Interviews were conducted in private offices and administered via a computer-assisted programmed interview (CAPI) using QDS software (Nova, Bethesda, Maryland, USA). Trained interviewers queried participants about their demographic information, past and current sexual risk behavior, illicit drug use, mood, personality, and other factors known from prior studies to be associated with clients' risk behavior. Clients reported the number of times during the last 4 months they had engaged in vaginal, oral, and anal sex without a condom with a variety of partner types (spouse or steady, casual female or male partners, and female prostitutes). Interviews were conducted in either Spanish or English.
The ‘Determine’ rapid HIV antibody test was administered to detect the presence of HIV antibodies (Abbott Pharmaceuticals, Boston, Massachusetts, USA) through collection of a single drop of blood. All reactive samples were then tested by the San Diego County Health Department using HIV-1 antibody by enzyme immunoassay (EIA) and western blot. Participants who were uncomfortable with the blood draw were given the option of the Oraquick rapid HIV antibody test (Abbott Pharmaceuticals), but only three participants requested this method. Syphilis serology used the rapid plasma reagin (RPR) test (Macro-Vue; Becton Dickenson, Cockeysville, Maryland, USA) on a single drop of blood. Urine samples were tested for C. trachomatis and N. gonorrhoeae using DNA Strand Displacement Amplification (SDA) at the San Diego County Health Department. Rapid test results were provided to participants immediately; Chlamydia, gonorrhea, and confirmatory HIV test results were available to participants after 1 month. Free treatment for Chlamydia and gonorrhea was provided on site to those testing positive, and those testing positive for HIV or syphilis were referred to local clinics for free medical care.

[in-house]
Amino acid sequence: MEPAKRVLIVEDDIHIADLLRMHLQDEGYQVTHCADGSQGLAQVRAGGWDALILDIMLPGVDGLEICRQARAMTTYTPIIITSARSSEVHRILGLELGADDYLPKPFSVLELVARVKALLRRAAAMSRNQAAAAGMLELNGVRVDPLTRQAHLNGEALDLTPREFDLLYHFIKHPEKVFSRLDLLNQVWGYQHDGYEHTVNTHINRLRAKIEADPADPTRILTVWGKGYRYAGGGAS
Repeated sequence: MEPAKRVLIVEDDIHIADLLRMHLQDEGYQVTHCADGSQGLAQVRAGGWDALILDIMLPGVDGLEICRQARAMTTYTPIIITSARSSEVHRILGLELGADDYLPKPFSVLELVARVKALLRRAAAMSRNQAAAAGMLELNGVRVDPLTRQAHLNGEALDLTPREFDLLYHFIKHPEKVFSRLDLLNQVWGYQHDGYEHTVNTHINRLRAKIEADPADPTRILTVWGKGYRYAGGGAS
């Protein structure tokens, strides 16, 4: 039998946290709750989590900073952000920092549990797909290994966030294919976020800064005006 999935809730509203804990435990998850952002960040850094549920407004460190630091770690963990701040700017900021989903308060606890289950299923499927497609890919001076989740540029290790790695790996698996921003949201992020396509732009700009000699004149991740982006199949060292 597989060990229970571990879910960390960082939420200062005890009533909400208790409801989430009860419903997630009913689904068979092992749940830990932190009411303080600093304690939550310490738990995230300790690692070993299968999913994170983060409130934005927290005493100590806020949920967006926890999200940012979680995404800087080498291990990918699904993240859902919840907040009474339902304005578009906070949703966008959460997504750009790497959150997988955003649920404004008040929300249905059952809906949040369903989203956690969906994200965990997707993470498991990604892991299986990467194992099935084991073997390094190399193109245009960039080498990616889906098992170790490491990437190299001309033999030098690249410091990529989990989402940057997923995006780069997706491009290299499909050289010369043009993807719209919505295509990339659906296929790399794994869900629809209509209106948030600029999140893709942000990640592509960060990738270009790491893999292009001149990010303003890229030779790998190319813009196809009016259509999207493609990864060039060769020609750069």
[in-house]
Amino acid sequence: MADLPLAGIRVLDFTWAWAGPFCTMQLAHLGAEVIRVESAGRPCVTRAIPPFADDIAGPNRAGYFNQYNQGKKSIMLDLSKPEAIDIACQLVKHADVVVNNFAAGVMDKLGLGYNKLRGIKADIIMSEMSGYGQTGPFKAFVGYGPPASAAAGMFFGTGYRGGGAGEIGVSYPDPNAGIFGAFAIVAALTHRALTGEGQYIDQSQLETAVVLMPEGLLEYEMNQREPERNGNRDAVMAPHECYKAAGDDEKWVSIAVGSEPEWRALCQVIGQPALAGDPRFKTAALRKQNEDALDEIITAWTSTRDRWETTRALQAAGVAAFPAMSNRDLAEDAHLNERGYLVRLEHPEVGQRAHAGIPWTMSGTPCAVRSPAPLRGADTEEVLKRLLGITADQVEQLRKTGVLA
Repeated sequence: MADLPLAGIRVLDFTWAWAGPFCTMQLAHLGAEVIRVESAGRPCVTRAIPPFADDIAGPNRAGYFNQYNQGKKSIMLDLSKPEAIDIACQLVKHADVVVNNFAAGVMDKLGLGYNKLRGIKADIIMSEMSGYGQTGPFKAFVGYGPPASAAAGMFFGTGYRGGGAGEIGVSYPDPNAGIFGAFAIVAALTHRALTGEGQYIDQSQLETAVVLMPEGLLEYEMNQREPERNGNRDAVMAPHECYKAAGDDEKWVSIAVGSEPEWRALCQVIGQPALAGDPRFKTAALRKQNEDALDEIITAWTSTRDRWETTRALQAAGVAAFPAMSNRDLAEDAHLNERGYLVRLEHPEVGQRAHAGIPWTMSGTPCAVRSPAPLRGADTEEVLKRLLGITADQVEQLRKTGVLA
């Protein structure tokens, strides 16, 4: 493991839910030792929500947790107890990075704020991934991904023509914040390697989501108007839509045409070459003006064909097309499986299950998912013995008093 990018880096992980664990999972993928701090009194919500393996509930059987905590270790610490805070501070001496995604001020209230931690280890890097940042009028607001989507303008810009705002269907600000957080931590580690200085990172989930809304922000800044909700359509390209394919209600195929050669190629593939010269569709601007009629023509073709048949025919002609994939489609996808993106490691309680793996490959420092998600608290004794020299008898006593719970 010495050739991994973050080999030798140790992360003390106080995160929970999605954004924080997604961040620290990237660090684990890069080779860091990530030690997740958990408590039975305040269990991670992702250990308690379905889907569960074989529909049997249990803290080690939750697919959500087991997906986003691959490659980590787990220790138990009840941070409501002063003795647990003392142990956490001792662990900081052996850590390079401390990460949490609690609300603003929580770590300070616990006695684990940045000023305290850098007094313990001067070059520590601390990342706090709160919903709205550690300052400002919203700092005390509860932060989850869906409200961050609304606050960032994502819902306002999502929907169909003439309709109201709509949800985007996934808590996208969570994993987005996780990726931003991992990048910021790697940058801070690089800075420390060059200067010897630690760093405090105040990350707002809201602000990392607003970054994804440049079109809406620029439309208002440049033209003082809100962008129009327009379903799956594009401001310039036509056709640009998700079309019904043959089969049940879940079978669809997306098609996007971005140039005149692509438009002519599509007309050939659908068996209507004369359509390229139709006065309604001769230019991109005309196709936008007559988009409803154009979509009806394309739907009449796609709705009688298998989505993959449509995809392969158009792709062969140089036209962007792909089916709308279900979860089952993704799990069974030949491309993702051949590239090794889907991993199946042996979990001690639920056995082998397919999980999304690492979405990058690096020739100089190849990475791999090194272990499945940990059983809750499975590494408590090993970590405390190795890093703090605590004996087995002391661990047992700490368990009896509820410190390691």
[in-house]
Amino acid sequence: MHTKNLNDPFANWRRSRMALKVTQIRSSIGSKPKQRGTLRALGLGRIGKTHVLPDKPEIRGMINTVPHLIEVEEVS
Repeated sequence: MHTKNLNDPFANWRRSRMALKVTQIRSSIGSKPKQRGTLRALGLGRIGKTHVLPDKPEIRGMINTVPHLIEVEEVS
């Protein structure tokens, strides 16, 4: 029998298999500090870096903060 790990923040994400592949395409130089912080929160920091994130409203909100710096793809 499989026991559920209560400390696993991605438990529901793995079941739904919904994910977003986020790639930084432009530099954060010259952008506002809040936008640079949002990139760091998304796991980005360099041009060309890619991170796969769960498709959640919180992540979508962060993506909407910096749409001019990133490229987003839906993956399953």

Statistical analyses compared HIV-positive and HIV-negative clients of FSWs. The main behavioral outcomes were defined as follows: frequency of unprotected sex (vaginal and anal) with FSWs, ratio of protected sex acts with FSWs (number of protected acts divided by total number of acts), and number and type of STIs. We also examined group differences in demographic characteristics and other risk behaviors (including alcohol and drug use). Continuous outcomes were examined using the Wilcoxon rank sum test for differences in group distributions, and binary outcomes were examined using Fisher's exact test.
Univariate and multivariate logistic regressions, adjusted for either underdispersion or overdispersion, by the scaled deviance, were performed to identify factors associated with HIV-positive serostatus. All variables attaining a significance level of 10% in univariate models were considered for inclusion in multivariate models. The likelihood ratio test was used to compare nested models, using a significance level of 5%.
Staff outreach workers approached 226 men on the street and invited them to participate. Of these, 93 refused to answer any questions, 65 did not meet study criteria, 11 eligible individuals refused participation, and 57 agreed to participate. A total of 405 men referred via touts and other clients were screened for eligibility in the research office, and of those 343 met study criteria and agreed to participate.
In keeping with our goals for the diversity of the sample, of the 400 enrolled clients, approximately half (n = 189 or 47.3%) were residents of San Diego, whereas the remainder (n = 211 or 52.7%) resided in Tijuana. The average age for the sample was 36.6 years (range: 19–68 years), almost two-thirds were unemployed (60.5%), and the majority were Mexican or Hispanic (79.8%; other ethnicities: 13% white, 4.5% African–American, and 2.8% others) (see Table 1). The majority was single, never married, or divorced (57.5%), whereas 32.3% said they were separated and 10.3% stated they were married. The sexual orientation of the majority of clients was heterosexual (87.7%), with 12.3% identifying themselves as bisexual and 6.8% saying they did not have a gender preference for sex. As seen in Table 1, participants testing HIV-positive were more likely to live alone compared with HIV-negative participants, but otherwise there were no significant differences in sociodemographics between these groups (P > 0.05).